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NERDSCREEN: Rise of the Independents

While the number of U.S. voters identifying as "independent" is growing, that doesn't necessarily translate to the rise of independent candidates.
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Independence Day comes once a year in the United States, but in politics we are witnessing the rise of an “independents' era.” And that unaligned group is reshaping the way we understand the two-party system.

Polling and voter registration numbers from across the country show the number of self-identified independents is growing faster than the number of Democrats or Republicans – and that growth seems likely to continue.

Data from the Pew Research Center shows independents are now the biggest partisan group in the United States. The percentage of people self-identifying as independent was 39% in 2014. The number for Democrats is 32% and for Republicans it is 23%.

Just 10 years ago, 31% of Americans identified as independents, in between Democrats at 33% and Republicans at 29%. And, perhaps more notable, that current 39% represents the highest measure of independents in 75 years, according to Pew.

If you look at voter registrations in states around the country, you can see the growth trend there as well.

In Florida, always a crucial battleground state, the number of people registered as “other” has grown by more than 1 million since 2005 – far outstripping the growth among Democrats, about 300,000, or Republicans, about 200,000.

Meet the Press Nerdscreen Graphic Florida Unaffiliated voters
NBC News

In Colorado, another important swing state, “unaffiliated” registrations have grown by about 280,000 since 2005 to become the largest group of voters in the state. That growth is double the increase in Democratic registrations over that period, about 139,000, and far greater than the growth in Republican registrations, which have only climbed by about 1,000.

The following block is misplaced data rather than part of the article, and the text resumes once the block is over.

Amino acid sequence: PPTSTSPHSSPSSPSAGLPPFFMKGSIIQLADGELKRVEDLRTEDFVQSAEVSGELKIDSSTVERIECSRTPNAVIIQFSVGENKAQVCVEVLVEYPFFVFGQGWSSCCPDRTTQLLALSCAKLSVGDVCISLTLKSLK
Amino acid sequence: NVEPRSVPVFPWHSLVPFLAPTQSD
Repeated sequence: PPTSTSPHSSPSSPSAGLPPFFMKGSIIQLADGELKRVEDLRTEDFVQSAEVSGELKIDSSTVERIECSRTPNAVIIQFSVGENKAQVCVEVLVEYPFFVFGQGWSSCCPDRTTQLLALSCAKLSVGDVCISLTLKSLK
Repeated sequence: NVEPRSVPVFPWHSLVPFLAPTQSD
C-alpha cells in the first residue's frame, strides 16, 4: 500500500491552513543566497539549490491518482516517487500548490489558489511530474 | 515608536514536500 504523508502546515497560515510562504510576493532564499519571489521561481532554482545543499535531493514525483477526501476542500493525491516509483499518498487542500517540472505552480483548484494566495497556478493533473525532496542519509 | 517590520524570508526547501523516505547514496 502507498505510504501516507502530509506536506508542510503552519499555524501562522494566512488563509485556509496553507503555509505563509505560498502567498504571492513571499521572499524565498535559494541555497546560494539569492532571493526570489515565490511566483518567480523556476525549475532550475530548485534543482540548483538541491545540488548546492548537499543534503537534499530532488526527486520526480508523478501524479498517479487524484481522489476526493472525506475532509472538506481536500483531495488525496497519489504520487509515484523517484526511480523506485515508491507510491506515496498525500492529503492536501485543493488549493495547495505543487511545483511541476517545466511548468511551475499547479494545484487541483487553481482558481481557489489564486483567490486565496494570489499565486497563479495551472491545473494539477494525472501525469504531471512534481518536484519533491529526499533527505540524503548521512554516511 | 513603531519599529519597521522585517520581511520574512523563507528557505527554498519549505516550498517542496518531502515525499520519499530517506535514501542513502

In North Carolina, the number of “unaffiliated” registered voters has grown by about 700,000 since 2005. Registered Democrats have grown by about 100,000 in that period and Republicans are flat. In New Hampshire and Iowa, two big early primary states, “undeclared” and “no party” voters are the biggest groups.

Furthermore, when you look at the trends underlying those figures, there is no reason to expect this rise to slow down to reverse itself. Pew Research Center polling data shows that as you go down through age groups, the percentage who self-identify as “independent” grows.

Only 29% of those in the Silent Generation self-identified as “independent” in 2014, according to Pew. But the number was 35% among Baby Boomers and 40% among those in Generation X. Among Millennials the figure is enormous, 48%.

In other words the trend is crystal clear, but it's less certain is what it means.

Just because one self-identifies with a political party, or doesn’t, may not mean a lot in a particular election. After all, recent campaigns have shown that however people self-identify themselves, the country is pretty evenly divided at election time. And the stances that individual candidates hold on issues or a candidate’s personal appeal may be larger factors than how one registers or what one tells a pollster.

And don’t look for the two-party system to come to an end any time soon. When you ask those self-identifying voters which party they lean toward, the numbers move sharply in the Pew data for all age groups. The Silent Generation leans Republican (47% GOP versus 41% Democratic) and Millennials break heavily Democratic (51% Democrat versus 35% Republican).

But the rise in “independent” voters does suggest the parties have less hold over their faithful than they once did and one upshot could be that American politics is more susceptible to sudden swings. American voters still wear blue and red jerseys at election time, but these numbers suggest they are less comfortable in them than they once were – and they may be are more willing to swap teams.